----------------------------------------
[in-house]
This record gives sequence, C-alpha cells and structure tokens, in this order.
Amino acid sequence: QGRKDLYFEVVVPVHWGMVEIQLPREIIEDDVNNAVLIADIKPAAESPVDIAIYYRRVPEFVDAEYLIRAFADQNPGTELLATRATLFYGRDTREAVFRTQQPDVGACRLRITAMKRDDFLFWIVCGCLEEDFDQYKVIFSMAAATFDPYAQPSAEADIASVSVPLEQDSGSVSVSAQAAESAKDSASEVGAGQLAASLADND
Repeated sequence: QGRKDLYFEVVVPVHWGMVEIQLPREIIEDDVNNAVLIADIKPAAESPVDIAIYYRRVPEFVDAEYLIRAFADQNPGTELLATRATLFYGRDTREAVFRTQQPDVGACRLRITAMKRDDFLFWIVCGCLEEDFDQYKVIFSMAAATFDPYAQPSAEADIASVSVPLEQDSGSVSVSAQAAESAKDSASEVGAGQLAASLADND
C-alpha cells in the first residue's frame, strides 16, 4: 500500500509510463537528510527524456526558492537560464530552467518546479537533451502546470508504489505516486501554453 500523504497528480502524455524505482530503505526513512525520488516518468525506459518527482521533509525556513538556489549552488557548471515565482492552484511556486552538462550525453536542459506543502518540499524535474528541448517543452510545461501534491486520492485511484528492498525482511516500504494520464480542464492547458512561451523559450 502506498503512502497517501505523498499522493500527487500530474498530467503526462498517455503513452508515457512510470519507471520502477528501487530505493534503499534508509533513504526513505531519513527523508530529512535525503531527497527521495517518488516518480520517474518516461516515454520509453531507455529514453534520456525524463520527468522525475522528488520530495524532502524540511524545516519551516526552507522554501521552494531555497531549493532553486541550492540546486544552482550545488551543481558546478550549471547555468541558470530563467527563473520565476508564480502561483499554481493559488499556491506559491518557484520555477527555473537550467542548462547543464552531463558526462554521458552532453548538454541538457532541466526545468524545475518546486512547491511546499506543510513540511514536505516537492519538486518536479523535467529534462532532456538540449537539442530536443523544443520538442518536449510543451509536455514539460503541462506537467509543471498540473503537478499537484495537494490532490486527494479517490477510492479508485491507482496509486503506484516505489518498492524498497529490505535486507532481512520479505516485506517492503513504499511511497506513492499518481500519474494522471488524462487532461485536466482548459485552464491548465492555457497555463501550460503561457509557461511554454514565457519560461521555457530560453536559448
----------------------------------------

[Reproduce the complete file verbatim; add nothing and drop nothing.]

[in-house]
This record gives sequence, C-alpha cells and structure tokens, in this order.
Amino acid sequence: QGRKDLYFEVVVPVHWGMVEIQLPREIIEDDVNNAVLIADIKPAAESPVDIAIYYRRVPEFVDAEYLIRAFADQNPGTELLATRATLFYGRDTREAVFRTQQPDVGACRLRITAMKRDDFLFWIVCGCLEEDFDQYKVIFSMAAATFDPYAQPSAEADIASVSVPLEQDSGSVSVSAQAAESAKDSASEVGAGQLAASLADND
Repeated sequence: QGRKDLYFEVVVPVHWGMVEIQLPREIIEDDVNNAVLIADIKPAAESPVDIAIYYRRVPEFVDAEYLIRAFADQNPGTELLATRATLFYGRDTREAVFRTQQPDVGACRLRITAMKRDDFLFWIVCGCLEEDFDQYKVIFSMAAATFDPYAQPSAEADIASVSVPLEQDSGSVSVSAQAAESAKDSASEVGAGQLAASLADND
C-alpha cells in the first residue's frame, strides 16, 4: 500500500509510463537528510527524456526558492537560464530552467518546479537533451502546470508504489505516486501554453 500523504497528480502524455524505482530503505526513512525520488516518468525506459518527482521533509525556513538556489549552488557548471515565482492552484511556486552538462550525453536542459506543502518540499524535474528541448517543452510545461501534491486520492485511484528492498525482511516500504494520464480542464492547458512561451523559450 502506498503512502497517501505523498499522493500527487500530474498530467503526462498517455503513452508515457512510470519507471520502477528501487530505493534503499534508509533513504526513505531519513527523508530529512535525503531527497527521495517518488516518480520517474518516461516515454520509453531507455529514453534520456525524463520527468522525475522528488520530495524532502524540511524545516519551516526552507522554501521552494531555497531549493532553486541550492540546486544552482550545488551543481558546478550549471547555468541558470530563467527563473520565476508564480502561483499554481493559488499556491506559491518557484520555477527555473537550467542548462547543464552531463558526462554521458552532453548538454541538457532541466526545468524545475518546486512547491511546499506543510513540511514536505516537492519538486518536479523535467529534462532532456538540449537539442530536443523544443520538442518536449510543451509536455514539460503541462506537467509543471498540473503537478499537484495537494490532490486527494479517490477510492479508485491507482496509486503506484516505489518498492524498497529490505535486507532481512520479505516485506517492503513504499511511497506513492499518481500519474494522471488524462487532461485536466482548459485552464491548465492555457497555463501550460503561457509557461511554454514565457519560461521555457530560453536559448